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Tinkering With Genes to Prevent Migraines

By Associate News Editor
Reviewed by John M. Grohol, Psy.D. on August 20, 2014
Tinkering With Genes to Prevent Migraines

Two new drugs in promising clinical trials use genetic engineering to prevent migraine headaches, the third most common and seventh most disabling medical disorder in the world.

Both use genetically engineered “monoclonal antibodies” attacking a new target in migraine prevention, a small protein known as the calcitonin gene-related peptide, or CGRP.

CGRP is involved in the transmission of and heightened sensitivity to pain experienced in migraine. It is critically important at the start of a migraine. CGRP also increases the heartbeat and alters sensory transmission during migraines.

CGRP is produced by neurons around the spinal cord in greater amounts than usual before and during migraines, and mediated through specific receptors. So one way of preventing migraine from occurring is to block CGRP receptors. But never before have drugs been developed to specifically target CGRP.

In the first study, Peter J. Goadsby, M.D., of the University of California, San Francisco, and colleagues investigated an anti-CGRP antibody called ALD403. Either a single intravenous dose of ALD403, or placebo, was given to 163 people who had migraines for five to 14 days per month. Migraines in the following eight weeks were recorded, and participants were followed for 24 weeks in total to observe any side-effects.

The drug was linked to an average of 5.6 fewer days of migraine per month, equating to a 66 percent decrease. However, the placebo also reduced days of migraine by 52 percent. No differences were seen in side-effects between the groups.

“A single intravenous dose of ALD403 1,000 mg demonstrated efficacy for the preventive treatment of migraine in patients with a high monthly frequency of migraine days,” the researchers noted.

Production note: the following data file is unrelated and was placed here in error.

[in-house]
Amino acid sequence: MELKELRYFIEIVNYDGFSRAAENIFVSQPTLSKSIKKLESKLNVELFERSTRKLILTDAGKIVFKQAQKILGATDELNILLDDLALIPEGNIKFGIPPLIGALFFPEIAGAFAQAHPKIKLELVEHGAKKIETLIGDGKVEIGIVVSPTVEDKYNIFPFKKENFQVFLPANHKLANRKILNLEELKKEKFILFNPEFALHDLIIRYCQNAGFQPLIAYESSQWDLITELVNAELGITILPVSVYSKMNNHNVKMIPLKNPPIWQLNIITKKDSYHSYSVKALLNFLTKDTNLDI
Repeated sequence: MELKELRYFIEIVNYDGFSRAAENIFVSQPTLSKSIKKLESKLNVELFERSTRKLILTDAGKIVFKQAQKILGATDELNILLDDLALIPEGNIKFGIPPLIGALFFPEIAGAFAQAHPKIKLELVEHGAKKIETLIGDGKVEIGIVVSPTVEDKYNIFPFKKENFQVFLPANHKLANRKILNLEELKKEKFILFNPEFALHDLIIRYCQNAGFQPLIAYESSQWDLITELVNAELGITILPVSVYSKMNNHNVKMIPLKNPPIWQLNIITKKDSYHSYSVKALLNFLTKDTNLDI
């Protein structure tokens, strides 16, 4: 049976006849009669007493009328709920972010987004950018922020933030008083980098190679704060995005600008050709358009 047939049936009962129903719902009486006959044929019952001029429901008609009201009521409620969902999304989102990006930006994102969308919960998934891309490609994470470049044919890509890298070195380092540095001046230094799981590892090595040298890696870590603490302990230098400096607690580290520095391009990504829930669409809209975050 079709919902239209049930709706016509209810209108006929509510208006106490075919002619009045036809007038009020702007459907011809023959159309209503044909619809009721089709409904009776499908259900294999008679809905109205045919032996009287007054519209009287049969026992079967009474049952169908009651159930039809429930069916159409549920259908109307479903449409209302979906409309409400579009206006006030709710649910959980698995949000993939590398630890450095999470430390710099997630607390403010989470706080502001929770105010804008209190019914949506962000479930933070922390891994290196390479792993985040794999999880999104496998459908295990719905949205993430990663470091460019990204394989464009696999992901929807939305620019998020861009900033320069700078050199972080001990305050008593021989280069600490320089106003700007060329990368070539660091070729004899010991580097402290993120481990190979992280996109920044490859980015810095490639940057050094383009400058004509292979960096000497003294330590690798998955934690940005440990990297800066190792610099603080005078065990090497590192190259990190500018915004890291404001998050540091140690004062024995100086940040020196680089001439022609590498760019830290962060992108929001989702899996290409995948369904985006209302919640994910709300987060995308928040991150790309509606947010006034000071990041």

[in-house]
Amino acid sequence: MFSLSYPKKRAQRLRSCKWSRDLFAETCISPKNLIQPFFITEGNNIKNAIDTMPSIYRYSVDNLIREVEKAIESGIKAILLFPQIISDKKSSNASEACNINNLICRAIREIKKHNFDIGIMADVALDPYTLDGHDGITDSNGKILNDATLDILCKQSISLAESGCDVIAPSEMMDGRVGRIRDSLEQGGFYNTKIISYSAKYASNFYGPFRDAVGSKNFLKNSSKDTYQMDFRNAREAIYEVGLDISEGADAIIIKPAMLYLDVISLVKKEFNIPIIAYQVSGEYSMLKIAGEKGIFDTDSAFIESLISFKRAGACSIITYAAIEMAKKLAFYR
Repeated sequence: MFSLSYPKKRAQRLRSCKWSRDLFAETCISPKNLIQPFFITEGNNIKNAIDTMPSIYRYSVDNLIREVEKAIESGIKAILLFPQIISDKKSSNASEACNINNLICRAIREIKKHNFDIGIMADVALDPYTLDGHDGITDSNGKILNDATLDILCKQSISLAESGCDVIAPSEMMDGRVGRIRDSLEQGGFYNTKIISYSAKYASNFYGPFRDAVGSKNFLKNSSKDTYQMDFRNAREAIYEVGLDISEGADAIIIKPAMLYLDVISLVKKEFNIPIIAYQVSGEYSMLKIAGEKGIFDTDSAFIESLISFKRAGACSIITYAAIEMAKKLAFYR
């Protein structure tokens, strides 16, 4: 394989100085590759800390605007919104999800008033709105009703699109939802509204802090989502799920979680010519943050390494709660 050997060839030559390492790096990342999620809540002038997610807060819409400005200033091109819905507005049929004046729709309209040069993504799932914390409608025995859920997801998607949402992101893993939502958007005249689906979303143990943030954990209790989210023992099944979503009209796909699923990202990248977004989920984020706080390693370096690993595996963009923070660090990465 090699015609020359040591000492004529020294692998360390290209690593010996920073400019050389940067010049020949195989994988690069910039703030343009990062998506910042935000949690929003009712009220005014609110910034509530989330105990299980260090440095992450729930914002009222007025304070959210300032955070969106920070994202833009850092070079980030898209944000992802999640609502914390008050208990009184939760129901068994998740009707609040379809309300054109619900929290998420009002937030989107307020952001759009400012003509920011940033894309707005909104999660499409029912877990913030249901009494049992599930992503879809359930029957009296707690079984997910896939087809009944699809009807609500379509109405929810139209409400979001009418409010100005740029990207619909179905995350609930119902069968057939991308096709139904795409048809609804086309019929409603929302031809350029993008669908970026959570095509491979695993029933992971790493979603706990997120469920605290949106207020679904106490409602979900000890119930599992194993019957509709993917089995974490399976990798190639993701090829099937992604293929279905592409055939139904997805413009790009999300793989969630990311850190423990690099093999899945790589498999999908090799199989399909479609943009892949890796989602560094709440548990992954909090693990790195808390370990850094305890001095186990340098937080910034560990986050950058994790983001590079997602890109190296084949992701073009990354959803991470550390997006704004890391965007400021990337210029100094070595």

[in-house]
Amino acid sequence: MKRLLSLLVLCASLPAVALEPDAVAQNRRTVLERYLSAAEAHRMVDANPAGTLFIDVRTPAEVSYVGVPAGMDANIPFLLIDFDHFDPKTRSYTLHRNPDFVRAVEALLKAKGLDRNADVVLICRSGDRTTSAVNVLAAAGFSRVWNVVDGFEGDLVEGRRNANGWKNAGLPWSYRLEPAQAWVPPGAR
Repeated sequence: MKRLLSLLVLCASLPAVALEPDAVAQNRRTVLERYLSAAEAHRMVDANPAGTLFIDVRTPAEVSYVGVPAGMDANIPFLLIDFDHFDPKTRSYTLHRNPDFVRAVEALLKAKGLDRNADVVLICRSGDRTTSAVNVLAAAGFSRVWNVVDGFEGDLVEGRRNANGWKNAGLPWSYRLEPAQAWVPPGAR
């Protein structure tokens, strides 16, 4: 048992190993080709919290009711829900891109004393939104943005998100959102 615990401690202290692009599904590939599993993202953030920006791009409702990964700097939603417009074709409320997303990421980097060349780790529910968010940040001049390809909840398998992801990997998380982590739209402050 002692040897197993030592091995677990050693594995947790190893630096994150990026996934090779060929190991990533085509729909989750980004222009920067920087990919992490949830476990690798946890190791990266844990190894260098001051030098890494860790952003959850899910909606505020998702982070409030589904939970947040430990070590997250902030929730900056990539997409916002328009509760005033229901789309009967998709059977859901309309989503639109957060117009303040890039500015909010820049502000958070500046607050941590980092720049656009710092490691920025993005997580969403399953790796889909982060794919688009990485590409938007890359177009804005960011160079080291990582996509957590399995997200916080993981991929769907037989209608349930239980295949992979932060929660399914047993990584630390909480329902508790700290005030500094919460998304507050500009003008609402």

They add that ALD403 was generally safe and well tolerated. “These results support the conduct of larger randomized, placebo-controlled studies and may potentially represent a new era in disease-specific and mechanism-based preventive therapy for migraine,” they conclude.

The same team carried out a second study of 217 people who had migraine four to 14 days per month. Participants received injections of another anti-CGRP antibody called LY2951742 at 150 mg, or placebo, every other week for 12 weeks.

The drug was associated with an average of 4.2 fewer migraine days per month in the following 12 weeks, that is, a 63 percent decrease. Placebo was linked to a 42 percent drop.

But this time the drug was linked to side-effects, including pain at the injection site, upper respiratory tract infections, and abdominal pain. Overall however the drug was considered to be safe and well-tolerated.

“In subjects with frequent migraine headache, treatment with LY2951742 resulted in a significant decrease in the number of migraine headache days, headache days, and migraine attacks when compared to placebo,” said the researchers. “The safety and robust efficacy results in this study are promising and justify the conduct of phase III studies,” they add.

Both were phase II studies, so larger studies are needed to confirm the results. They were presented at the American Academy of Neurology’s annual meeting in Philadelphia, PA.

The ALD403 study was supported by Alder Biopharmaceuticals of South Bothell, Washington, USA. The LY2951742 study was supported by Arteaus Therapeutics of Cambridge, Massachusetts, USA. But the rights to LY2951742 have been bought back by Eli Lilly & Co of Indianapolis, after licensing it to Arteaus for three years.

“We will do what we can to accelerate development of this drug because it involves a big patient population,” said Jan Lundberg, Eli Lilly & Co’s research chief.

Co-author on both studies, David Dodick, M.D., of Mayo Clinic Arizona in Phoenix commented, “Migraine remains poorly treated, and there are few effective and well-tolerated treatments approved that prevent attacks from occurring. There is a huge treatment need for migraine.”

References

Goadsby, P. J. et al. Randomized, Double-blind, Placebo-controlled Trial of ALD403: An Anti-CGRP Peptide Antibody in the Prevention of Frequent Episodic Migraine. Presented on Friday 2 May 2014 at the American Academy of Neurology’s 66th annual meeting in Philadelphia, PA.

Dodick, D. W. et al. CGRP Monoclonal Antibody LY2951742 for the Prevention of Migraine: A Phase 2, Randomized, Double-Blind, Placebo-Controlled Study. Presented on Friday 2 May 2014 at the American Academy of Neurology’s 66th annual meeting in Philadelphia, PA.

 
DNA pill photo by shutterstock.

 

APA Reference
Collingwood, J. (2014). Tinkering With Genes to Prevent Migraines. Psych Central. Retrieved on November 28, 2014, from http://psychcentral.com/news/2014/08/20/new-drugs-offer-hope-for-migraine-prevention/73827.html